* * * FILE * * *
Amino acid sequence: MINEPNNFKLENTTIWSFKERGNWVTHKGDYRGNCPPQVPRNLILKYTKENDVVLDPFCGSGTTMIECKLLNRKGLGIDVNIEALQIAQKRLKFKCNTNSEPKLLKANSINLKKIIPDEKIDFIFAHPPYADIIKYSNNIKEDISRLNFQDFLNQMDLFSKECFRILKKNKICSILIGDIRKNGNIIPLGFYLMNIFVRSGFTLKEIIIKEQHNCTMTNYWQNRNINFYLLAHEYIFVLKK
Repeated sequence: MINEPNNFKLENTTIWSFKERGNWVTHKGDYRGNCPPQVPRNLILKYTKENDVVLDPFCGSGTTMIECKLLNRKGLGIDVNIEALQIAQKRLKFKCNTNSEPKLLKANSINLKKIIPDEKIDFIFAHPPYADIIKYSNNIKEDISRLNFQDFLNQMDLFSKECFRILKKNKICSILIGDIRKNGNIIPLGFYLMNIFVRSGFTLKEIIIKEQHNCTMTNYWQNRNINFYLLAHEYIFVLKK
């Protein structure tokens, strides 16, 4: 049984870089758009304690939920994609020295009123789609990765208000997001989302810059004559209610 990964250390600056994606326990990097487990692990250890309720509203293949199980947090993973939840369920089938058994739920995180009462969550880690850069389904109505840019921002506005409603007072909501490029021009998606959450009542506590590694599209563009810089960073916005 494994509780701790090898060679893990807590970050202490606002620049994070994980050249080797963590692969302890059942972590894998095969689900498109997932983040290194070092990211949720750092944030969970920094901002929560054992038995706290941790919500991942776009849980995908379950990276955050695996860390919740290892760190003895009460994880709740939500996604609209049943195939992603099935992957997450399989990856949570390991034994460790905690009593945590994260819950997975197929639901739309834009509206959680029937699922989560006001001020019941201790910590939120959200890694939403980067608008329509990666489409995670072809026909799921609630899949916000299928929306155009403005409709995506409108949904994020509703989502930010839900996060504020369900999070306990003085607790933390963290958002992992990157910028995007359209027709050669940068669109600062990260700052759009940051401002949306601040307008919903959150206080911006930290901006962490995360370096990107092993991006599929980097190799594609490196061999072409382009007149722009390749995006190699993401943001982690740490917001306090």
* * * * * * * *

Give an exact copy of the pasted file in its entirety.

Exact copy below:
Amino acid sequence: MINEPNNFKLENTTIWSFKERGNWVTHKGDYRGNCPPQVPRNLILKYTKENDVVLDPFCGSGTTMIECKLLNRKGLGIDVNIEALQIAQKRLKFKCNTNSEPKLLKANSINLKKIIPDEKIDFIFAHPPYADIIKYSNNIKEDISRLNFQDFLNQMDLFSKECFRILKKNKICSILIGDIRKNGNIIPLGFYLMNIFVRSGFTLKEIIIKEQHNCTMTNYWQNRNINFYLLAHEYIFVLKK
Repeated sequence: MINEPNNFKLENTTIWSFKERGNWVTHKGDYRGNCPPQVPRNLILKYTKENDVVLDPFCGSGTTMIECKLLNRKGLGIDVNIEALQIAQKRLKFKCNTNSEPKLLKANSINLKKIIPDEKIDFIFAHPPYADIIKYSNNIKEDISRLNFQDFLNQMDLFSKECFRILKKNKICSILIGDIRKNGNIIPLGFYLMNIFVRSGFTLKEIIIKEQHNCTMTNYWQNRNINFYLLAHEYIFVLKK
């Protein structure tokens, strides 16, 4: 049984870089758009304690939920994609020295009123789609990765208000997001989302810059004559209610 990964250390600056994606326990990097487990692990250890309720509203293949199980947090993973939840369920089938058994739920995180009462969550880690850069389904109505840019921002506005409603007072909501490029021009998606959450009542506590590694599209563009810089960073916005 494994509780701790090898060679893990807590970050202490606002620049994070994980050249080797963590692969302890059942972590894998095969689900498109997932983040290194070092990211949720750092944030969970920094901002929560054992038995706290941790919500991942776009849980995908379950990276955050695996860390919740290892760190003895009460994880709740939500996604609209049943195939992603099935992957997450399989990856949570390991034994460790905690009593945590994260819950997975197929639901739309834009509206959680029937699922989560006001001020019941201790910590939120959200890694939403980067608008329509990666489409995670072809026909799921609630899949916000299928929306155009403005409709995506409108949904994020509703989502930010839900996060504020369900999070306990003085607790933390963290958002992992990157910028995007359209027709050669940068669109600062990260700052759009940051401002949306601040307008919903959150206080911006930290901006962490995360370096990107092993991006599929980097190799594609490196061999072409382009007149722009390749995006190699993401943001982690740490917001306090």